China Posts Trade Deficit in February, for First time in Three Years

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Analysts said seasonal factors linked to the annual week-long Lunar New Year holiday help explain February's trade deficit, the first in three years.

Exports rose 4 percent from a year earlier in January and February to $302.8 billion, rebounding from a 6.1 percent contraction in December, customs data showed Wednesday.

The exports and imports figures yielded a trade deficit of US$9.15 billion, the first monthly deficit for the country since February 2014, when there was a trade gap of almost US$23 billion.

US trade deficits featured prominently in November's election and President Donald Trump has pledged to make the nation's commercial relationships more balanced. But economists worry that Trump's tough talk could spark all-out trade wars in which foreign nations retaliate by boosting their tariffs on American goods. Despite the rare trade deficit China chalked up in February as imports surged the most in five years, underlying data suggest exports are on a rising trajectory that risks fanning trade tensions with the U.S.

The data also showed the merchandise trade gap with China, the world's second-biggest economy, widened to $31.3 billion in January from $27.8 billion on an unadjusted basis.

Imports in February surged 38.1% from a year earlier, compared with 16.7% growth in January.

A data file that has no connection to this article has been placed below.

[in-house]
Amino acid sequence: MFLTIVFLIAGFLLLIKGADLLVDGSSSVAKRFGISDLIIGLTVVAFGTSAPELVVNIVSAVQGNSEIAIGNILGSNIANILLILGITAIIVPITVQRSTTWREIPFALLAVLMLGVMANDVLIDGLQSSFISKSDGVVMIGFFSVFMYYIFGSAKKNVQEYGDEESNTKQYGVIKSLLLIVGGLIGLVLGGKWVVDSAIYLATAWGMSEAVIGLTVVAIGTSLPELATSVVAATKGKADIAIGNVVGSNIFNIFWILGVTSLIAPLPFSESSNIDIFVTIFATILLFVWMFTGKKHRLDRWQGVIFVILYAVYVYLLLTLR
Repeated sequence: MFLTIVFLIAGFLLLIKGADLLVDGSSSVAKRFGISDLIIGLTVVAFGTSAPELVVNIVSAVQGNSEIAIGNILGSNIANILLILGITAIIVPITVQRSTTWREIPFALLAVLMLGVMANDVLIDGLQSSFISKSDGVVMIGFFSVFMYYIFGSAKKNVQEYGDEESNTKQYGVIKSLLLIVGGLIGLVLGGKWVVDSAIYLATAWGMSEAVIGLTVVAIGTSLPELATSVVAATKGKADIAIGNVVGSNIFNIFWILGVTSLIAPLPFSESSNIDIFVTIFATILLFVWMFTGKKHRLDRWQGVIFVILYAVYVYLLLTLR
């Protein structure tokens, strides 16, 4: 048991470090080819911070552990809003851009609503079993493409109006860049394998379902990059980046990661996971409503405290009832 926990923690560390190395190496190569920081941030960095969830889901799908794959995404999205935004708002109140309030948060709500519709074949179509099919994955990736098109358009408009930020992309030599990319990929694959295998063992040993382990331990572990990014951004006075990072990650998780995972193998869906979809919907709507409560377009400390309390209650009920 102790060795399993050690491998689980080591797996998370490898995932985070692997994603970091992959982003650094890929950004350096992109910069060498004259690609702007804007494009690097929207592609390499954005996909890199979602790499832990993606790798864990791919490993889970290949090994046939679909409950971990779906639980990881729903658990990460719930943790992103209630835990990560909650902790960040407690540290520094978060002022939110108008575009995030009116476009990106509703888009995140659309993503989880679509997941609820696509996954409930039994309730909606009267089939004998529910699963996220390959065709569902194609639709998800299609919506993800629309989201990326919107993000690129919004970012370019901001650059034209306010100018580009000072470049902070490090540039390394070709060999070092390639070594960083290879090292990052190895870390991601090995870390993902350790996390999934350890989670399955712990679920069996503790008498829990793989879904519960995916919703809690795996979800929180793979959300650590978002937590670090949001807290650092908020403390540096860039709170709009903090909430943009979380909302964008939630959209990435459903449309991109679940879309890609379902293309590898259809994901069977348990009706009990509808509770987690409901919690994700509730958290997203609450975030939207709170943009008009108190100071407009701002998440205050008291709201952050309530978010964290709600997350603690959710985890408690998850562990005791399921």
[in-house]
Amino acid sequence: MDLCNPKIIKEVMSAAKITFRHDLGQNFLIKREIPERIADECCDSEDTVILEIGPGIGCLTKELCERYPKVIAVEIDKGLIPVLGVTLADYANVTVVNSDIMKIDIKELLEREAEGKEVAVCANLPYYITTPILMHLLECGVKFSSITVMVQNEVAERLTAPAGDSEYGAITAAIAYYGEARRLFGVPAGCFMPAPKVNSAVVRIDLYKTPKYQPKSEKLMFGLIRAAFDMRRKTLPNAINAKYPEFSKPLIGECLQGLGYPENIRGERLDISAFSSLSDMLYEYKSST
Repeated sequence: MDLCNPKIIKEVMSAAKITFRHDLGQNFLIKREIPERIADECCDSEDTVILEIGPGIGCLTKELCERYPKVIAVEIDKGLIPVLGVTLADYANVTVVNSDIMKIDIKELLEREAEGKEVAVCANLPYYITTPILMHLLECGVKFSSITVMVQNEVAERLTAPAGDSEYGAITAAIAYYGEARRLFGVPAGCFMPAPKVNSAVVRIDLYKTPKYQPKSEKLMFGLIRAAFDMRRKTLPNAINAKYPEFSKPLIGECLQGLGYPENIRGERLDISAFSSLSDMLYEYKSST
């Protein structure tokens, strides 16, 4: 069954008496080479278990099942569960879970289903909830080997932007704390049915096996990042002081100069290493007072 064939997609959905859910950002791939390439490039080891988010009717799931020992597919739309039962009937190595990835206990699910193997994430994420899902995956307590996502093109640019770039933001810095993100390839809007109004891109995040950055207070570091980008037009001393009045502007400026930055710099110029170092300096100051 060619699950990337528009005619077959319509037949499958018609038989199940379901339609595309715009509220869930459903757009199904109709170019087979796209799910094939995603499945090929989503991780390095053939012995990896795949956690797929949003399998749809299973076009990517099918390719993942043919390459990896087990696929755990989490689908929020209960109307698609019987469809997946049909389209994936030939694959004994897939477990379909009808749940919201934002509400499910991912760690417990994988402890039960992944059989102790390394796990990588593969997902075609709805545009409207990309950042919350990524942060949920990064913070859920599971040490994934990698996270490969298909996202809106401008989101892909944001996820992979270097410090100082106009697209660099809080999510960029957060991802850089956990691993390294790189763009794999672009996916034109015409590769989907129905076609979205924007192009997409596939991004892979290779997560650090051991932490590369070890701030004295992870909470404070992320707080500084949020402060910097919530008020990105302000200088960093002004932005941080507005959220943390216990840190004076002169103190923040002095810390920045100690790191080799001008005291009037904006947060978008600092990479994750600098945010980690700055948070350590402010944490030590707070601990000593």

Market demand, especially domestic demand, is increasing significantly, General Administration of Customs head Yu Guangzhou told reporters yesterday.

In January, imports of goods and services increased 2.3 percent to $240.6 billion, the highest since December 2014, as the country imported 259 million barrels of crude oil.

As the world's biggest trader in goods China's performance has an impact globally and its recent slowdown - it grew a year ago at its slowest pace in a quarter of a century - has weighed on the world economy.

"The deficit, in combination with the increase in China's forex reserves revealed yesterday, also suggests that capital outflows have narrowed sharply recently", Julian Evans-Pritchard of China Economist said in a note.

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China's advanced exports index continued its gaining streak to stand at 40.2 in February, up from 39 in January.

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